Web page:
The advantage should also apply to pro 3D apps that use 3D OpenGL code for animation.

However, it's a different story with "pro apps" that use Core Image effects. For that info, we refer you to our expanded page with Motion 3 and iMaginator test results.

Two of my "remote mad scientists" reported either slowness or errors when they used the DVI-2 port on the GeForce 8800 GT. Hopefully this and the Core Image performance will be addressed with a future driver or firmware update.

LEGACY 8800?
As you probably know by now, a collective groan was uttered by many of the 2006/2007 Mac Pro owners when they learned that the GeForce 8800 GT kit for the 2008 Mac Pro was NOT compatible with the older Mac Pros.
As of April 15th, 2008, Apple started shipping the "legacy" version of the GeForce 8800 GT in a kit form for 2006/2007 Mac Pro owners. When you visit the Apple Store USA, click on "Displays" in the left column and look for the Geforce 8800 GT labeled "1st Generation." Let me remind you that our testing has shown this to be a strong 3D OpenGL gaming card but a weak Pro App card (Motion, Aperture, FCP). We believe a Mac OS X compatible Radeon HD 3870 would perform better for Pro Apps. We are urging ATI/AMD to release such a card and will alert you if and when that happens.

Some reports have come in that the Radeon X1900 XT does not work on their "2008" Mac Pro. We have had no problems running it in our 2008 Mac Pro 3.2GHz. We asked ATI about this issue. They suggest performing the firmware update on the Radeon X1900 XT while it is installed in a 2006 or 2007 Mac Pro. Then moving it to the 2008 Mac Pro.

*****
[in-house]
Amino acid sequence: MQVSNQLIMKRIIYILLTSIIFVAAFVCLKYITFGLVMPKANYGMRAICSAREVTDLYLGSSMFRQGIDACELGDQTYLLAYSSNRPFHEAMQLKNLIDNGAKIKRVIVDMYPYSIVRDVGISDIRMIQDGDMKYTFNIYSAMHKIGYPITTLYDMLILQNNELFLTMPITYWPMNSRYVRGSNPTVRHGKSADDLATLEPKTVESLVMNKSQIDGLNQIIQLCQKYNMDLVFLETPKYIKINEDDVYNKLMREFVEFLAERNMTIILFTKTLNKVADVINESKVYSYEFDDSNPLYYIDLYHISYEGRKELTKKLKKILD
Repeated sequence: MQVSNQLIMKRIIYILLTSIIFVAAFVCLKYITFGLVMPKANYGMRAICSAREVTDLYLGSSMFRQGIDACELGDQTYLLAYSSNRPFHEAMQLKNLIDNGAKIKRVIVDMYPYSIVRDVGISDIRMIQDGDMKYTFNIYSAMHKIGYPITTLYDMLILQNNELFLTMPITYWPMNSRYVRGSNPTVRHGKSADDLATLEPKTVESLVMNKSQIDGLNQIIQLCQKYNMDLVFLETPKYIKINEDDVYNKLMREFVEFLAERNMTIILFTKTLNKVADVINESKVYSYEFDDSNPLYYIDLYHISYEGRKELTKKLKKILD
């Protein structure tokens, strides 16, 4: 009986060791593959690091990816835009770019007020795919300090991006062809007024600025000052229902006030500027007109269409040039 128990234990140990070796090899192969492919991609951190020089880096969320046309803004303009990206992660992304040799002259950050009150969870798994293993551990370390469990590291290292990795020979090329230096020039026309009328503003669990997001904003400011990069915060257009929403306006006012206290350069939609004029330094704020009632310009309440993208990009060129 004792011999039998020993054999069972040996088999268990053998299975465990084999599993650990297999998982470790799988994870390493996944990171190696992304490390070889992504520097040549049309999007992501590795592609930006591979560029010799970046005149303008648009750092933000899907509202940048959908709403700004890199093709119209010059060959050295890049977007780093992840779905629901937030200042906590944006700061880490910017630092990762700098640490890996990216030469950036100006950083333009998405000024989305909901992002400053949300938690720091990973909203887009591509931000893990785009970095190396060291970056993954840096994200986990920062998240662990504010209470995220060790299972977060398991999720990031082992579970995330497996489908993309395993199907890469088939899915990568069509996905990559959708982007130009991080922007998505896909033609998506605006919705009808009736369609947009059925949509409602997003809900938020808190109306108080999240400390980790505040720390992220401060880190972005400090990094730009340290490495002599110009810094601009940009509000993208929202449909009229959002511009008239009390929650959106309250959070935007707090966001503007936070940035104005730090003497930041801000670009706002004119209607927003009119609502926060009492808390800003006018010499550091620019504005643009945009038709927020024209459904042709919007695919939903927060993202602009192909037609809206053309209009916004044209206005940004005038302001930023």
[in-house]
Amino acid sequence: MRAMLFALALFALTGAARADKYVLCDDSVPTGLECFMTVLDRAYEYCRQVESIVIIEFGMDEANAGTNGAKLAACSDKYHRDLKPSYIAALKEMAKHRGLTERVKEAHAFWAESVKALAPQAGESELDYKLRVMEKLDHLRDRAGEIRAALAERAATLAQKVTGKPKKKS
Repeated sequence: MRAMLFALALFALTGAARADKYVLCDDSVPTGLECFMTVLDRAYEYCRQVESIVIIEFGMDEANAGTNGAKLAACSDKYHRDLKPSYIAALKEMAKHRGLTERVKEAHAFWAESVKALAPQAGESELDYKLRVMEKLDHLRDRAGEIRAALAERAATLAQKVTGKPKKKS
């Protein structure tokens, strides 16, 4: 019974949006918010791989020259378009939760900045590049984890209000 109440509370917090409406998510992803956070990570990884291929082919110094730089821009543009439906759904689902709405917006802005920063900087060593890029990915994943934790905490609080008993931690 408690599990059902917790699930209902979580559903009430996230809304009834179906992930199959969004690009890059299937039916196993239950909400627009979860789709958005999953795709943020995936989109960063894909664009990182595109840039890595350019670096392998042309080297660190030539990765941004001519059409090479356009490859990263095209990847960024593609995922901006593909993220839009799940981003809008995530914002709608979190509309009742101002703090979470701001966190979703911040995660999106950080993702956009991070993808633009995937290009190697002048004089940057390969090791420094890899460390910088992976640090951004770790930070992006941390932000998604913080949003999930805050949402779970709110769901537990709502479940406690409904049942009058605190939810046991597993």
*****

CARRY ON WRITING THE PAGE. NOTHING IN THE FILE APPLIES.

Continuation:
NOTE: We can NOT get the Radeon X1900 XT to boot Vista 64 from our Boot Camp partition. We are forced to use the Radeon HD 2600 XT (or GeForce 8800 GT) for that purpose.

We are not ignoring the Quadro FX 5600 (which is not available in kit form -- and we could not afford if it was). It is a pricey ($2850) CTO option that is not significantly faster than the GeForce 8800 GT for 90% of graphics intensive applications.

However, the Quadro FX 5600 does feature more video memory than the GeForce 8800 GT (1.5GB vs 512MB). And, according to one Maya guru, the extra memory (and superior memory management code) of the Quadro workstation cards becomes useful for frame buffering in apps like Maya. This is especially true for redraw of multiple views of the same complex 3D model.

This has been enhanced further by Quadro FX 5600's new integrated memory allocation which allows the card to dynamically allocate on-board RAM to whatever task is at hand rather than have specific hard wired allocations. So rather than say a maximum of 40% of total on-board RAM dedicated to the texture buffer the card can ramp up and down from 80% sharing with the immediate needs of the other buffers.